Protecting against intellectual property theft has been a growing concern for some time now, particularly in the USA where many companies have fallen victim to foreign actors stealing their ideas and technologies. Because the semiconductor industry is so innovative, regularly vying with pharmaceuticals and biotech for this title of most innovative, the value of the intellectual property (IP) has gone up.
Recent examples of IP theft in the semiconductor industry are numerous. Taiwanese manufacturer UMC and state-owned Chinese company Fujian Jinhua were fined $60 million (SD) after pleading guilty to stealing trade secrets from US chipmaker Micron Technologies. On occasions, there have been individuals as opposed to companies indicted; for example, a Chinese national was found guilty of stealing trade secrets from two US semiconductor companies, Avago and Skyworks, and passing them on to Tianjin University to help them build a new semiconductor fabrication plant. These and various other examples of theft of IP were instrumental in the US decision to impose sanctions on China and Taiwan.
There is also the issue of forced technology transfer, a policy China has promised to rein in, but continues to insist on, that is driving a wedge between itself and its trading partners. The policy, unofficial or otherwise, states that in return for access to markets, China demands that foreign companies reveal their technology secrets. Many European and US companies claim they have been compelled to do so. In many cases, this forced technology transfer occurs in joint ventures – foreign companies working in tandem with domestic companies and being obliged to share patents, trademarks, copyright and trade secrets. While companies are not forced to enter into these joint ventures, the economic imperative to gain access to the World’s second largest economy, is often too great a pull for many.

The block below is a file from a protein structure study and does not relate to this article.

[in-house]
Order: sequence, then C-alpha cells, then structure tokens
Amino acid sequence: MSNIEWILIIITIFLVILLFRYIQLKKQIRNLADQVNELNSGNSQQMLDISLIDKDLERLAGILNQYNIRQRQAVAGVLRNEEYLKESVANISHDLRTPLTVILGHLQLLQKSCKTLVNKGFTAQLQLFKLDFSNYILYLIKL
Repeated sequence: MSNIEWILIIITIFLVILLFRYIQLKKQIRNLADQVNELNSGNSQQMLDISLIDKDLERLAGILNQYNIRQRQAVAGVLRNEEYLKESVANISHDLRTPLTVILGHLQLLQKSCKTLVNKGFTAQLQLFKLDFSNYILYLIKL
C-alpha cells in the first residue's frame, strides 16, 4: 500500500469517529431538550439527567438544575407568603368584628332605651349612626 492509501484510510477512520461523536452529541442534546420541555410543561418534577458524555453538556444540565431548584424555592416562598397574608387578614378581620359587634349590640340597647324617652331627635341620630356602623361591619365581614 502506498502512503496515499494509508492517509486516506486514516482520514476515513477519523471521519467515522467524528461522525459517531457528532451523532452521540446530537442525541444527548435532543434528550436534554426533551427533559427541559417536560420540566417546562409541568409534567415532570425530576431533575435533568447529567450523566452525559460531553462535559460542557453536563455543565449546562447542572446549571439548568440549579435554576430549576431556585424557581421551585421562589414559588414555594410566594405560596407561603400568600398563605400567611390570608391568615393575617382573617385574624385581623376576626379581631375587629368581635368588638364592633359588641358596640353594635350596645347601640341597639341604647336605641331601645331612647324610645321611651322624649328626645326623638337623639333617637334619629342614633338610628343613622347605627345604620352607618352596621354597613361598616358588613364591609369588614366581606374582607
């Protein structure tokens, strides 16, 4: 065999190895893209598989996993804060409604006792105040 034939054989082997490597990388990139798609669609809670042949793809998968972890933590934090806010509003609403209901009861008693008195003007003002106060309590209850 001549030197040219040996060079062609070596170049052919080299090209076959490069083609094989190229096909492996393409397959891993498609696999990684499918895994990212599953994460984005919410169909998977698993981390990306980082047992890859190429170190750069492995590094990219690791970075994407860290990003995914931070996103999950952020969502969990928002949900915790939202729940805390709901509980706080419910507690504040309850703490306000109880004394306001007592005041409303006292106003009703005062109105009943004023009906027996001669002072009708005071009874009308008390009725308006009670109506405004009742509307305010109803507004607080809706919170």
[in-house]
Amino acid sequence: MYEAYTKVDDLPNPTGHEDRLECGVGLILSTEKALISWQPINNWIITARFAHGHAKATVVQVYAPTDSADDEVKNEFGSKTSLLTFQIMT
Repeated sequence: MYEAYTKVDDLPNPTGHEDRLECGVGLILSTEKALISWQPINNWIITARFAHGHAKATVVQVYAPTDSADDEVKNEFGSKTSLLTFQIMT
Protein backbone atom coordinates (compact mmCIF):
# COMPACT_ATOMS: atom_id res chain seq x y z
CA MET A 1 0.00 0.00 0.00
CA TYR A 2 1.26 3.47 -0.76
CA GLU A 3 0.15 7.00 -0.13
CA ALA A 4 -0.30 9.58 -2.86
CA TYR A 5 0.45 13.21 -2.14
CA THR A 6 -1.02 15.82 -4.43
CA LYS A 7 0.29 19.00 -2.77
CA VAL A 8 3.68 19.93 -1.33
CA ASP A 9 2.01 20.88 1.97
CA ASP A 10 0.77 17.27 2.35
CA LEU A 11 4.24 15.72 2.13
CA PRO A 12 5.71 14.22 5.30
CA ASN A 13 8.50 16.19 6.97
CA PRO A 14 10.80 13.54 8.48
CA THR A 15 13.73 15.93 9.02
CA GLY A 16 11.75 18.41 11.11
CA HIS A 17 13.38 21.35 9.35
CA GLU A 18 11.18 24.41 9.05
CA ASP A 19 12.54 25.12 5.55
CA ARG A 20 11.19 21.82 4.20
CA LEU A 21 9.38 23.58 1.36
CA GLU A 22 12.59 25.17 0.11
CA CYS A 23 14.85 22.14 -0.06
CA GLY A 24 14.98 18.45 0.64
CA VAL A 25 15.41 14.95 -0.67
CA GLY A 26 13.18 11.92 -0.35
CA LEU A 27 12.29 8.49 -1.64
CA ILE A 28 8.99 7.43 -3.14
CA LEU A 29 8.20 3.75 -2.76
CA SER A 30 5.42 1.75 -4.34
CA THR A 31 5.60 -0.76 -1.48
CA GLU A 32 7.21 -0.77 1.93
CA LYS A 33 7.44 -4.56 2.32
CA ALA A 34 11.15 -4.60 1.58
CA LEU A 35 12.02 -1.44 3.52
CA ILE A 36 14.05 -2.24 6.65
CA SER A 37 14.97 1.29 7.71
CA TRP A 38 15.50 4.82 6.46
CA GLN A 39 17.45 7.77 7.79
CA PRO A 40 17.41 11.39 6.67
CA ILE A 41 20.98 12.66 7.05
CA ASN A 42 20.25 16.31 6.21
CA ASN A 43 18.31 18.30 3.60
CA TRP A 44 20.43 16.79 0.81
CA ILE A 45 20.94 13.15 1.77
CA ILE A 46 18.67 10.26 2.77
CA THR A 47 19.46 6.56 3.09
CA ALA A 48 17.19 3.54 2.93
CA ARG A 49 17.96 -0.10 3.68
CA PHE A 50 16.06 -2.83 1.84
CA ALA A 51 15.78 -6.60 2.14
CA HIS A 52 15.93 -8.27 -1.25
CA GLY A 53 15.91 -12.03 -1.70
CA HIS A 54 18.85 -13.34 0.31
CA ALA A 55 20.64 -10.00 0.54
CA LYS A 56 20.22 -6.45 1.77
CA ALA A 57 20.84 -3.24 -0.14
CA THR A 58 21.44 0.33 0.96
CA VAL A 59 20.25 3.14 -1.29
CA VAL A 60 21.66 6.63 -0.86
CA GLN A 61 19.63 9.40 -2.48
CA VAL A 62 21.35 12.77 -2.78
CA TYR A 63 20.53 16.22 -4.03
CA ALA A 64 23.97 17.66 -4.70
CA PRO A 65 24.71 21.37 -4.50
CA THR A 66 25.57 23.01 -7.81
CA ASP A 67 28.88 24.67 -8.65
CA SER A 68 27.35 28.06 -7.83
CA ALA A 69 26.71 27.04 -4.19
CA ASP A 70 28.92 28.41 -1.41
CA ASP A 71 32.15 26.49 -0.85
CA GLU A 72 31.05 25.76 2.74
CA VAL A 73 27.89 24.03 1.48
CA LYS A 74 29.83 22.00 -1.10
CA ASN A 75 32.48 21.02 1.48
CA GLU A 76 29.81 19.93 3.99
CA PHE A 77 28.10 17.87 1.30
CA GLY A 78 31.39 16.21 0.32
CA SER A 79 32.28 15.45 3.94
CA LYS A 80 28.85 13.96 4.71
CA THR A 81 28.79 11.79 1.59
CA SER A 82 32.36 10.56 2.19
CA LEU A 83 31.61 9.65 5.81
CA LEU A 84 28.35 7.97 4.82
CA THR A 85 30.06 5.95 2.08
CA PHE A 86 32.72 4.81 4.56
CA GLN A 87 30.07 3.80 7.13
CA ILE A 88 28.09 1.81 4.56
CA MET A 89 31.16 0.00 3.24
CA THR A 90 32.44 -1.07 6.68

As a result of ongoing IP theft, governments and companies have come together to propose new means for defending trade secrets and tightening existing intellectual property frameworks to reduce a risk of theft of IP arising. Measures proposed to prevent theft so far have included increasing penalties and sanctions for the revealing of trade secrets, greater international cooperation between market leaders in cybersecurity and the beefing up of patent offices and other IP bodies.
But are these new means for defending trade secrets enough?
According to the CNBC Global CFO council, representing some of the largest US companies in various sectors, it is found that 1 in 5 of US companies has been a victim of IP theft at the hands of Chinese companies or state-owned enterprises and this is, according to the US IP Commission, costing $600 billion (USD) annually to the US economy. As a result, relations between the two superpowers are mired in mutual distrust and a lack of cooperation that will only hurt future innovation in the semiconductor industry.
This was an extract from Aalbun's latest white paper – Semiconductors: Innovation and Intellectual Property Rights. To read the full white paper, click here.